Like many job seekers, you may have received a lackluster response rate to your job applications. With all the “economic recovery” news, this likely leaves you wondering: is the job market still to blame for the lack job interviews?
This theory is plausible. However, a more likely cause: employers just don’t find what they need in your resume.
To help determine if your resume is to blame for your job interview famine, take a quick look at these five resume mistakes:
1: An Undistinguished Introduction or Profile
If the introductory statement or summary of skills on your resume could describe someone else — anyone else besides you — then you haven’t branded or customized your introductory statement well enough. Add your most important skills and accomplishments, related to the position, that will help you stand out from your competition.
2: An Omitted Job Target
Neglecting to include a job title or target job position somewhere in the beginning of your resume is making the employer guess which position you’re applying to… and what you’re qualified to do. Recruiters already have too many resumes to review. They’re simply not going to take extra time guessing about the missing information you should have provided.
3: Schizophrenic Keywords
A core competency/summary of skills section that lists keywords in bulleted form at the top of the resume is great. Unless, of course, those keywords bounce around between multiple industries and positions. In that case, you’re just confusing the hiring manager. And confusing resumes end up in the trash can. Adjust your keyword list to target, as closely as possible, each position to which you send your resume.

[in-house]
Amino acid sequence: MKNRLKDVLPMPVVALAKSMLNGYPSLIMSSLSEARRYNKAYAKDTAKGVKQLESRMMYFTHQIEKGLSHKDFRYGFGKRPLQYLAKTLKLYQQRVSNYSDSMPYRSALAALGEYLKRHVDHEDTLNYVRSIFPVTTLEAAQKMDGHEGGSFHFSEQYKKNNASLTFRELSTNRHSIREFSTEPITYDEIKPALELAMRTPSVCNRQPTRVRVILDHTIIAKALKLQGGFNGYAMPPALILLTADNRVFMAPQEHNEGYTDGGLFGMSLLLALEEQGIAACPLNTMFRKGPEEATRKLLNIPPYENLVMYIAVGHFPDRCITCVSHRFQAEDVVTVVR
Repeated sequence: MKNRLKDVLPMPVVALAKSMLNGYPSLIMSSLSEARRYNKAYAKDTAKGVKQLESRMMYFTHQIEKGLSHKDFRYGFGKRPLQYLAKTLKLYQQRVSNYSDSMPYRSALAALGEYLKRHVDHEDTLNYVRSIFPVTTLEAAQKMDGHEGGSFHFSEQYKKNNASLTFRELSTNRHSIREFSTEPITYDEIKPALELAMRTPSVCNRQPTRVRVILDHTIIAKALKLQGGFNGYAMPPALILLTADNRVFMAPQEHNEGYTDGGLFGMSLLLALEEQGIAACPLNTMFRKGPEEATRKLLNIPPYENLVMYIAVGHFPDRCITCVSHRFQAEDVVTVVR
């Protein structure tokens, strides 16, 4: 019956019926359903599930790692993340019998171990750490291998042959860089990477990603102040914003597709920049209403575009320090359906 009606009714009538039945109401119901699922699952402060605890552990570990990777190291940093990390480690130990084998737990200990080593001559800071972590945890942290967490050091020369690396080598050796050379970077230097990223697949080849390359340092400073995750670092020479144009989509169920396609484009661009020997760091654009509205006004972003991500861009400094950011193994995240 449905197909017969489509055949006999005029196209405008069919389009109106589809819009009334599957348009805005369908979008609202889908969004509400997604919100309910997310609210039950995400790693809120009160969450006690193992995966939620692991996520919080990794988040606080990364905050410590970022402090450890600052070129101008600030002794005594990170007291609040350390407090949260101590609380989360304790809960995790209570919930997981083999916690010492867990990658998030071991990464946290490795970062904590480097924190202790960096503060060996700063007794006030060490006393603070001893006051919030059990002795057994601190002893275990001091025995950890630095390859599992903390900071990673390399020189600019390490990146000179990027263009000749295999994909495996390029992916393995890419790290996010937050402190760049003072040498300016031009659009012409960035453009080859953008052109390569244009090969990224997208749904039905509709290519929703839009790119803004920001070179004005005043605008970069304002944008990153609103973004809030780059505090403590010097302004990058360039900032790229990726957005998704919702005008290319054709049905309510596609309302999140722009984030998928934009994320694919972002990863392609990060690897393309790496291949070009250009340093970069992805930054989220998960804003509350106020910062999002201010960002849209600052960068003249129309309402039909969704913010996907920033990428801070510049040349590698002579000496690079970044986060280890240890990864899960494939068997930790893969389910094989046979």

4: Unremarkable, Uninspiring Content
Even the best performance and greatest results look unexceptional when written in passive terms. Avoid the trap of writing responsibility-based content. Instead, position yourself as the desirable candidate by writing “challenge, action and results” statements that prove your value and significance.
And… remember to quantify accomplishments!
Show me, the recruiter, (don’t just tell me and expect me to translate) how your experience applies to the job. Be sure to include numbers, percentage signs and dollar signs related to your achievements. If you don’t have numbers, tell me about some specific major achievements. Examples:
- Generated $1.2M in revenue from new accounts in fiscal year 2012-2013
- Secured accounts with Fortune 100 firms, including Google and Proctor & Gamble
5: Insufficient Personal Branding
Sought-after candidates are those who best market their knowledge, skills, and abilities to the needs of the employer. Submit resumes that reveal your ability to surpass the need of the employer. By doing so, you’re positioning yourself as the preferred candidate.
I hope you’ll take these five points and review your resume for opportunities for improvement. Ultimately, the goal is to create a resume that generates interviews for the position and company that most excites you!
Have other examples of mistakes that result a mediocre resume? Share them with the community using the comment section below!
For this post, YouTern thanks our friends at Great Resumes Fast!
About the Author: A nationally recognized resume expert, Jessica Hernandez is President/CEO of Great Resumes Fast and a former human resources manager and recruiter. With more than ten years’ experience directing hiring practices for Fortune 500 companies, she has developed innovative and proven resume development, and personal branding strategies to generate powerful results for clients.
As a global resume authority and trusted media source, Jessica has been featured and quoted on CNN.com, Monster.com, Job Talk America radio, SmartBrief, International Business Times, and more. Jessica has her Bachelor of Science degree in Communications/Public Relations from the University of North Florida. Contact Jessica on Twitter!